Set for release next week, on June 7, the hardbound 40th anniversary collection of Ziggy cartoons is a good-looking book. Block-like and solid, with each page displaying a single-panel cartoon; the few strips cover two-page spreads.
The book even comes with an outside band, similar to those on books by cerebral cartoonists such as Seth and Chris Ware.
A copy arrived unsolicited at the newspaper where I work. And as I looked through the cartoons — organized by decade — I recalled how I never really thought Ziggy was particularly funny.
Just a few examples, chosen at random: Ziggy, bald in the longtime tradition of comic strip characters dating back to the Yellow Kid and Henry, sits before his computer. A large calendar tell us it’s Jan. 1, 2001. The monitor intones: “Good morning, Dave …”
The joke, see, is the scary HAL computer that said “Good morning, Dave” was in the movie, 2001. Get it?
In another, Ziggy says to a doctor that “I hate to tell you this, but I’ve found three typos in your diploma!!”
Is the point that the doctor might be a quack? There’s nothing sinister in the physician’s appearance, beyond that he looks pretty bored. And who can blame him for that.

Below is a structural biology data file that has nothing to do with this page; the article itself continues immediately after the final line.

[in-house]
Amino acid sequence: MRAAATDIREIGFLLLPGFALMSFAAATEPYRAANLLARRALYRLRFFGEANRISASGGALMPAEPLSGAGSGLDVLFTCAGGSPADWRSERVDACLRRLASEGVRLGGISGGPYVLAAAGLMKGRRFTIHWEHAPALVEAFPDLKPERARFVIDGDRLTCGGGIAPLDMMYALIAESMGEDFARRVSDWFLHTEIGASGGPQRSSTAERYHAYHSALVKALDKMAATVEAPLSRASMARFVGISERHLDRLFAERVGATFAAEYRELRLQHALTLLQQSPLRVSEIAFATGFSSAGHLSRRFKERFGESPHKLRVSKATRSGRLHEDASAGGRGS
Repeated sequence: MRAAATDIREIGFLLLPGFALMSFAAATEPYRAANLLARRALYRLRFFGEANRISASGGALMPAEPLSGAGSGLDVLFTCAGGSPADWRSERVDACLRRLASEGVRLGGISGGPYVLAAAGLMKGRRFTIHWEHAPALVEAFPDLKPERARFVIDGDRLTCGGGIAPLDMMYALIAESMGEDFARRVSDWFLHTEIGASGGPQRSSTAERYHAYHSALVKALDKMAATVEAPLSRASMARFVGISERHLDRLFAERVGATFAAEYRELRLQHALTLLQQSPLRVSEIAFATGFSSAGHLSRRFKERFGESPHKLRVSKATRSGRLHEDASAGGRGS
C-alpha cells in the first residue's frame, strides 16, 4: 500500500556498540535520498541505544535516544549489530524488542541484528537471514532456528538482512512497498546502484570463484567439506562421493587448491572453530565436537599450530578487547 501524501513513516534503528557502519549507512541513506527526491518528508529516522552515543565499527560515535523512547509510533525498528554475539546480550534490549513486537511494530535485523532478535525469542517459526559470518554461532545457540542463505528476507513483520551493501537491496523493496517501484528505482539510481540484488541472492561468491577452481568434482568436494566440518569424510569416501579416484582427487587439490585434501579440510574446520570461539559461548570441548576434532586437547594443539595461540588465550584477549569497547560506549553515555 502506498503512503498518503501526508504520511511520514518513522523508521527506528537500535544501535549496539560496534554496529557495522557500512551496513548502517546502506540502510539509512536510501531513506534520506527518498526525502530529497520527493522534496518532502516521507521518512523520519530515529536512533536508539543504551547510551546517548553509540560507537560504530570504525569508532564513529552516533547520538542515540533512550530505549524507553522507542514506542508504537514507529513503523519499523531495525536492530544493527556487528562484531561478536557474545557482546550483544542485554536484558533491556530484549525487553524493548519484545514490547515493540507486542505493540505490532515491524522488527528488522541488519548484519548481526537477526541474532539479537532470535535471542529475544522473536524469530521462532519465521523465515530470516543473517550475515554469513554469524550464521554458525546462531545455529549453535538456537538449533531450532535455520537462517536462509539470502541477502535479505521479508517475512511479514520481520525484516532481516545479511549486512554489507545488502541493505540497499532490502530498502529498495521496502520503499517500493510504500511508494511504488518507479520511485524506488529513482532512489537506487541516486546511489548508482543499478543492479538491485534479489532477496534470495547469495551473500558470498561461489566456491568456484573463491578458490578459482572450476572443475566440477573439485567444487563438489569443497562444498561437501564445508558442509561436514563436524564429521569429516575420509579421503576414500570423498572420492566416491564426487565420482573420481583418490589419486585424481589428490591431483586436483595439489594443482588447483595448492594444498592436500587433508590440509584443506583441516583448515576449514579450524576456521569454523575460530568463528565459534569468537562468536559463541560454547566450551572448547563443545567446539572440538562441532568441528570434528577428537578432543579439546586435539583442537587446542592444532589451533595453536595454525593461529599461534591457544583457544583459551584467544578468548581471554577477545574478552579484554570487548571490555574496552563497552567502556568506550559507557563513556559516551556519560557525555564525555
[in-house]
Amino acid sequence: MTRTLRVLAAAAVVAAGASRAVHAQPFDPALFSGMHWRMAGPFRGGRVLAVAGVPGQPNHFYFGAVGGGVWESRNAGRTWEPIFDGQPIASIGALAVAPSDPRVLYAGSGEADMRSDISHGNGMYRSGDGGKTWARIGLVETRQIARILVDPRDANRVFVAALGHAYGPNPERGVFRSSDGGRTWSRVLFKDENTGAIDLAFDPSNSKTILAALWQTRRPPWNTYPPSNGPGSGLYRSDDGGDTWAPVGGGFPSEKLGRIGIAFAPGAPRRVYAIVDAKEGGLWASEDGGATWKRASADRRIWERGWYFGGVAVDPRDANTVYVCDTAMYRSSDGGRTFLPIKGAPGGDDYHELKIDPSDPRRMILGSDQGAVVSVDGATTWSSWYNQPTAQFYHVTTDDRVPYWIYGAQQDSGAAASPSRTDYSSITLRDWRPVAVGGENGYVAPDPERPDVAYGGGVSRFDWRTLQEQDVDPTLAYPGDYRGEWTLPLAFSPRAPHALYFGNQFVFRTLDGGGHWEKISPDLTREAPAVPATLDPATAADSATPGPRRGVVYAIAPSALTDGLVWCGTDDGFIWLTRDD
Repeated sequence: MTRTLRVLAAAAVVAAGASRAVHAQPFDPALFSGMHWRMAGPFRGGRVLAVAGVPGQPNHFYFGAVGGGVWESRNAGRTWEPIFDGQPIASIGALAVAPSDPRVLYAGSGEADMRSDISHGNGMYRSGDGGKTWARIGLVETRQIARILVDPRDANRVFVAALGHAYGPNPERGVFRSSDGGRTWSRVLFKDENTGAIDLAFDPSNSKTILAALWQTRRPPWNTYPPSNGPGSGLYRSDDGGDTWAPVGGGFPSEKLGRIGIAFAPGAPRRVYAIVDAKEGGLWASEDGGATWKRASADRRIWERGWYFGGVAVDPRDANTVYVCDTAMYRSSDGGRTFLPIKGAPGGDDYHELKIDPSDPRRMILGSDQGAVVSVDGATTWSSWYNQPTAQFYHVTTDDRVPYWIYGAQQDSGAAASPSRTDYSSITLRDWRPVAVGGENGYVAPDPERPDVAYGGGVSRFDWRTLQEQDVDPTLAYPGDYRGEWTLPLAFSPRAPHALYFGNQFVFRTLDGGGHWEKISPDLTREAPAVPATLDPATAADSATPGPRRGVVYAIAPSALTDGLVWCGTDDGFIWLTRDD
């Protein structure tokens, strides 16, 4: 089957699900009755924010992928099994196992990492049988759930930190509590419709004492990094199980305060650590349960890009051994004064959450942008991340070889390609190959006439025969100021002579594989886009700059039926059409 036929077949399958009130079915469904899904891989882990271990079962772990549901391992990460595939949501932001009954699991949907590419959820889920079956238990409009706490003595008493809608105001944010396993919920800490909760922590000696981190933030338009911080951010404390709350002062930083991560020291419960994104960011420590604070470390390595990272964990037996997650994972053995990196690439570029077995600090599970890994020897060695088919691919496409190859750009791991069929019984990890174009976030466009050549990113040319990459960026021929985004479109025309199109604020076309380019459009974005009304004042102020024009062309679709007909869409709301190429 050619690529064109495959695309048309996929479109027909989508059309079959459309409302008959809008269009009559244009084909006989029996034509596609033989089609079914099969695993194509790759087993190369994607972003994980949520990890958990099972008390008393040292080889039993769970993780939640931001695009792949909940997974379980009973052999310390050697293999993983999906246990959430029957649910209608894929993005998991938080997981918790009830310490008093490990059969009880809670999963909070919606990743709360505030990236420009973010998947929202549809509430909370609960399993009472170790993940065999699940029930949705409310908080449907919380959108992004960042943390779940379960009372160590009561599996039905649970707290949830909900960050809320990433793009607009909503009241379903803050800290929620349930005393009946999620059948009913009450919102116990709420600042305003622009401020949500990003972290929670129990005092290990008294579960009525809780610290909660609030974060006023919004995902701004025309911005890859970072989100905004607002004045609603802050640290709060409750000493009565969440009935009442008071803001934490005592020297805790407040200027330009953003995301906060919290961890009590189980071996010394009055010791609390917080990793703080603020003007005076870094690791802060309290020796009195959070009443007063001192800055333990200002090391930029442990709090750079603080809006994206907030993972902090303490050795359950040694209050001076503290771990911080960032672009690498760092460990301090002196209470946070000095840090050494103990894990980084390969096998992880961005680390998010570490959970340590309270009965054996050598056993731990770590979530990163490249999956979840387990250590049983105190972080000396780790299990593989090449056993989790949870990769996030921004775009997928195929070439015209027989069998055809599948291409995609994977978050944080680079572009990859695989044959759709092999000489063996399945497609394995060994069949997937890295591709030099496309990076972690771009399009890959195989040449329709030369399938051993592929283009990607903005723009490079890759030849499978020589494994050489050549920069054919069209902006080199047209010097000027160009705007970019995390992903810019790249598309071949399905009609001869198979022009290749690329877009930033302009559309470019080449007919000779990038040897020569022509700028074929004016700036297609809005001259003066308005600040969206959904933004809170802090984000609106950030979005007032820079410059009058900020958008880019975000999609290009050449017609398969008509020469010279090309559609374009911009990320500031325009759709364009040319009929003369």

Ziggy started life, if I recall correctly, as a greeting-card character. He continues to this day to be drawn by the son of his creator, Tom Wilson.
And therein lies his charm, I guess … and he must hold an attraction, as the cartoon is carried by 500 daily and Sunday newspapers, according to the book’s accompanying publicity.
Ziggy’s jokes are simple and require little to no energy on the reader’s part. Sort of a round Bazooka Joe, without the gum.
For some cartoon readers, there’s a warm spot for that in their day.